While the technical beginning of summer hasn’t started yet, we are definitely past Memorial Day – the traditional start of theme park summer events. For Knott’s, this means a whole host of shows and traditions, with the headliner being Ghost Town Alive.
To be as concise as possible, Ghost Town Alive is western-themed role-playing in the theme park. In a Groundhog-day-style situation, whatever day you visit Knott’s, happens to be Founder’s Day – celebrating the founding of the town of Calico. With Calico being a town in the wild west, the place is packed with sheriffs, saloons, and gunslingers.
You can visit the barber for a mustache, deliver packages, help provide commentary for the frequently published newspaper, or play poker at the jail. Ghost Town Alive is as interactive and involved as you want it to be; withevery day playing out differently than the day before.
That’s the real secret to Ghost Town Alive.
In its third year, it’s the same cast of characters, and it’s been flexible enough for them to keep it dynamic to really encourage multiple visits. There’s even puzzles and riddles to solve.
There are a few fixed story beats during the day that have to happen to keep the story moving forward. A few bank robberies, a few arrests, along with an election and a hoedown. There’s something heartwarming about seeing Sheriff Wheeler leading a huge crowd of kids over to the saloon to help capture some criminals. The characters do their best to include you as part of the story, whether it’s gathering intel, delivering packages, providing quotes for the newspaper or giving a proxy vote in the election. You really stay involved throughout the whole process.
And, just like the last two years, the story culminates in a hoedown at 5:30 PM (sharp!), where the election results are read, storylines are wrapped up and everyone, guests and citizens alike, dance together.
Hangtime, the new dive coaster, is open, too. Replacing what was previously occupied by Boomerang and Riptide, it’s a seriously large and fun coaster. Having that huge area to work with meant it’s a nice long ride time with a lot of air. Couple that with the Boardwalk across the way, and Knott’s has completely transformed that land in the last few years into a really distinct part of the park. Now that the walls are all down, we’ll have to wait a few months to see how the clowns take it over for Knott’s Scary Farm, but we’re getting ahead of ourselves.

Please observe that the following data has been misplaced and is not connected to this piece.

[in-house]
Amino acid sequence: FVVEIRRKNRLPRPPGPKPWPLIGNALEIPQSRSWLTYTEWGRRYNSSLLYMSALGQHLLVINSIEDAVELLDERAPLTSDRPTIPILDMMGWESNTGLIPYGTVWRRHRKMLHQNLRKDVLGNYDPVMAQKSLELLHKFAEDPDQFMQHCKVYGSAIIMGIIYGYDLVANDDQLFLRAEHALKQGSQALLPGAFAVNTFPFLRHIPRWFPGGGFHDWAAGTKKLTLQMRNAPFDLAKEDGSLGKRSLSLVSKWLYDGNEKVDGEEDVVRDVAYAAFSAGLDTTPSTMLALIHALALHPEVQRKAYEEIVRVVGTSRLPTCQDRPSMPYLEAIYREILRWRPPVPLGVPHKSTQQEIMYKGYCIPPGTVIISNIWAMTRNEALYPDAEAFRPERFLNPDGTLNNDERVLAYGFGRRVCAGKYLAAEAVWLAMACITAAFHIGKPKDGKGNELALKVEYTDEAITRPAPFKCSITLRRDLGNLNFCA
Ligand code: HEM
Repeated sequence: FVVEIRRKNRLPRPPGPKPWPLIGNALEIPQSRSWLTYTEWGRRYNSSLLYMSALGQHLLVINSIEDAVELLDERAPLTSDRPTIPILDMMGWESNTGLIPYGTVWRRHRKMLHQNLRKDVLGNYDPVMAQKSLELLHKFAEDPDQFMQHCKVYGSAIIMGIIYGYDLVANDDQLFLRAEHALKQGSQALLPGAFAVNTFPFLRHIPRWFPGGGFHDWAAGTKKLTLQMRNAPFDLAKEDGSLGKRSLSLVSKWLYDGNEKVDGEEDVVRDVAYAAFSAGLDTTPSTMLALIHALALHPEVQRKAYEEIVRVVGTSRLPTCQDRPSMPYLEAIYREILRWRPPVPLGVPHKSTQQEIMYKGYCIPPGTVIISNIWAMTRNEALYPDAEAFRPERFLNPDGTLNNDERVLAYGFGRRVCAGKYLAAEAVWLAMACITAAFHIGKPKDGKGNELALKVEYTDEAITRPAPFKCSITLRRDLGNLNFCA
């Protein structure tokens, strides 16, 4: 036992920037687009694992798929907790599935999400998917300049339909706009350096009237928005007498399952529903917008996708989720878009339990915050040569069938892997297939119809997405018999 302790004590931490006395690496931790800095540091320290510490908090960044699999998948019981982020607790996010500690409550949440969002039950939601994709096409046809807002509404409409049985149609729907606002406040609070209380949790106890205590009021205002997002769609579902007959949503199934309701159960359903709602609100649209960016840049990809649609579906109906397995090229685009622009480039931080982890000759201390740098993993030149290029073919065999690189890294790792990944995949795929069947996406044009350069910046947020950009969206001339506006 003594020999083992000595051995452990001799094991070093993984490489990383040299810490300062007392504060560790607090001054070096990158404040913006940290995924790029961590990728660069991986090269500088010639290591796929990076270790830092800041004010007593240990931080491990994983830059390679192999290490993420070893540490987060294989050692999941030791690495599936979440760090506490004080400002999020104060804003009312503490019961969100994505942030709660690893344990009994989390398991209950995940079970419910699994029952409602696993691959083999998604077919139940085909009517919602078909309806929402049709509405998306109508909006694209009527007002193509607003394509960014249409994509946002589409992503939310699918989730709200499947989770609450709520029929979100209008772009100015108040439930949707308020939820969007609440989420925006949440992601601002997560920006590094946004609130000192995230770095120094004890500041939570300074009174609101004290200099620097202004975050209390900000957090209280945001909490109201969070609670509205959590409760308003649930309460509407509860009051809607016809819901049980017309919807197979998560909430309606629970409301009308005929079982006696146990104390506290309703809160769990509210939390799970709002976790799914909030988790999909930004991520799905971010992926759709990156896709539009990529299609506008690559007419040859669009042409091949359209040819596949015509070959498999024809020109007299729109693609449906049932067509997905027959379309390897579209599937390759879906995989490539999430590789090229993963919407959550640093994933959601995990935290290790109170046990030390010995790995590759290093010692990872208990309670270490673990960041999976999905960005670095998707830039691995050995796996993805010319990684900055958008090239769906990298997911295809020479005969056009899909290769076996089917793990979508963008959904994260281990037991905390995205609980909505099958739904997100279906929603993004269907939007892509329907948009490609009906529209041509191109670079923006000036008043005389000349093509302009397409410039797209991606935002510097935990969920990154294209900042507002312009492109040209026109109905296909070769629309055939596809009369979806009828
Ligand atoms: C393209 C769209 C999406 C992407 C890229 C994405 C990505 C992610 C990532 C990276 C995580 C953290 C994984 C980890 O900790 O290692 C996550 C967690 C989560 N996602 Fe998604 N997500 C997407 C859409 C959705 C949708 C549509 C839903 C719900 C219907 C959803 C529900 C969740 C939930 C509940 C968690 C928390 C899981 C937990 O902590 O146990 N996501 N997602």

Over in the Charles M. Schulz Theater is the new show, Beach Blanket Beagle, a musical about kids trying to scrounge up enough funds to save their favorite hangout. The show is a fantastic blend of countless beach music. The opening number is a real marathon of the biggest hits. The stage is actually a pier on a real body of water. You are instructed that the first few rows of the theater are splash zones, and it’s no joke, so you have been warned. The lighting is also a huge improvement from previous shows in the park. It really feels upgraded. Plus there’s an act towards the end of the performance that’s quite literally lit, pun intended. The only downside is that there’s no indication about the length of the show, which is a solid 40 minutes long. Personally, for us, it went by quite quickly, and we would love to watch it again, unlike the magic show from last year, but there were quite a number of families walking out halfway through, as kids began getting restless, expecting something closer to half the length. As long as you know the length before sitting down, you’ll have a great time.
Towards the end of the night, there’s another new show called “Calico’s Mountain Jamboree” which is best summarized as a stunt show between the Calico loggers and miners. Upbeat country music is played alongside people bouncing around on trampolines and doing flips with only a hint of a plot about a girl wanting to play the guys. It’s a good way to end the evening, especially considering there’s only a single showing of it per night.
On a tangential note, unless our memory serves us wrong, this may be the first time in Knott’s modern history that the loggers have ever been live actors inside the park. While this show is choreographed and done by outside performers, it definitely plays on the themes of Knott’s Berry Farm. We’ve seen the miners in some capacity around Ghost Town and in other forms in the park’s history, but the smarmy plaid-wearing Canadian toque-donning loggers are a first. There’s a lot of possibilities there for welcoming these new ‘folks’ to Calico for things like Ghost Town Alive. This is all pure wishing, but we’d love to see them make a return just to expand Knott’s a bit out of their cowboy comfort zone.
Beyond that, Krazy Kirk and the Hillbillies are still around, back to their Wagon Camp location with their seasonal drummer. I can’t give them enough praise and praise to Knott’s for making them a part of the farm. And of course, there’s a new show in Camp Snoopy, along with more musical entertainment in every corner of the park. So there’s really no excuse not to head out to Knott’s this summer. None.